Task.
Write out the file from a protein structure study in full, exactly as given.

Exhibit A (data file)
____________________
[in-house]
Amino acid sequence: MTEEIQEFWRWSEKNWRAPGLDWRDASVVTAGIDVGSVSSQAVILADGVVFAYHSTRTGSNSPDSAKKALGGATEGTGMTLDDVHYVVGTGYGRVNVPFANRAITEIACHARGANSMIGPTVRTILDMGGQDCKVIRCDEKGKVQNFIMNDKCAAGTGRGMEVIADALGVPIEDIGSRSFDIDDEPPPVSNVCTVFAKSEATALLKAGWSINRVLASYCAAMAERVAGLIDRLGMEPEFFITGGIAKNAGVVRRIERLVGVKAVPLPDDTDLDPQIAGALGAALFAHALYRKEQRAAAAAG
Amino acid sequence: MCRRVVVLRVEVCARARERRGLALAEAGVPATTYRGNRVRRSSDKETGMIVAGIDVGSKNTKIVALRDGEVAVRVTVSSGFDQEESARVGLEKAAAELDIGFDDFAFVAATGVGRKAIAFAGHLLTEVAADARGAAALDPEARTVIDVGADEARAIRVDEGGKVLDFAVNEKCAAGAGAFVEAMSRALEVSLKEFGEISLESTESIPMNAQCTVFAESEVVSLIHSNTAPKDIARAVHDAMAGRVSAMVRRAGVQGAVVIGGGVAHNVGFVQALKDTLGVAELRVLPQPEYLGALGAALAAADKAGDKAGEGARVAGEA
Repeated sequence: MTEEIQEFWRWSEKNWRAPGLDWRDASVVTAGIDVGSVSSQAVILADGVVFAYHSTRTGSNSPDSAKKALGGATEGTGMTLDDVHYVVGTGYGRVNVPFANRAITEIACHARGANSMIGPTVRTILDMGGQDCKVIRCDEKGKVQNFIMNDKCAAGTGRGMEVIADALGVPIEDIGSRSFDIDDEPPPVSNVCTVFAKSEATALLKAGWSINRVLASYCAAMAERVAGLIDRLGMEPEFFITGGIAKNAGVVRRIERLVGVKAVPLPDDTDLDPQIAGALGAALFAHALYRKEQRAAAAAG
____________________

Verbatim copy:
[in-house]
Amino acid sequence: MTEEIQEFWRWSEKNWRAPGLDWRDASVVTAGIDVGSVSSQAVILADGVVFAYHSTRTGSNSPDSAKKALGGATEGTGMTLDDVHYVVGTGYGRVNVPFANRAITEIACHARGANSMIGPTVRTILDMGGQDCKVIRCDEKGKVQNFIMNDKCAAGTGRGMEVIADALGVPIEDIGSRSFDIDDEPPPVSNVCTVFAKSEATALLKAGWSINRVLASYCAAMAERVAGLIDRLGMEPEFFITGGIAKNAGVVRRIERLVGVKAVPLPDDTDLDPQIAGALGAALFAHALYRKEQRAAAAAG
Amino acid sequence: MCRRVVVLRVEVCARARERRGLALAEAGVPATTYRGNRVRRSSDKETGMIVAGIDVGSKNTKIVALRDGEVAVRVTVSSGFDQEESARVGLEKAAAELDIGFDDFAFVAATGVGRKAIAFAGHLLTEVAADARGAAALDPEARTVIDVGADEARAIRVDEGGKVLDFAVNEKCAAGAGAFVEAMSRALEVSLKEFGEISLESTESIPMNAQCTVFAESEVVSLIHSNTAPKDIARAVHDAMAGRVSAMVRRAGVQGAVVIGGGVAHNVGFVQALKDTLGVAELRVLPQPEYLGALGAALAAADKAGDKAGEGARVAGEA
Repeated sequence: MTEEIQEFWRWSEKNWRAPGLDWRDASVVTAGIDVGSVSSQAVILADGVVFAYHSTRTGSNSPDSAKKALGGATEGTGMTLDDVHYVVGTGYGRVNVPFANRAITEIACHARGANSMIGPTVRTILDMGGQDCKVIRCDEKGKVQNFIMNDKCAAGTGRGMEVIADALGVPIEDIGSRSFDIDDEPPPVSNVCTVFAKSEATALLKAGWSINRVLASYCAAMAERVAGLIDRLGMEPEFFITGGIAKNAGVVRRIERLVGVKAVPLPDDTDLDPQIAGALGAALFAHALYRKEQRAAAAAG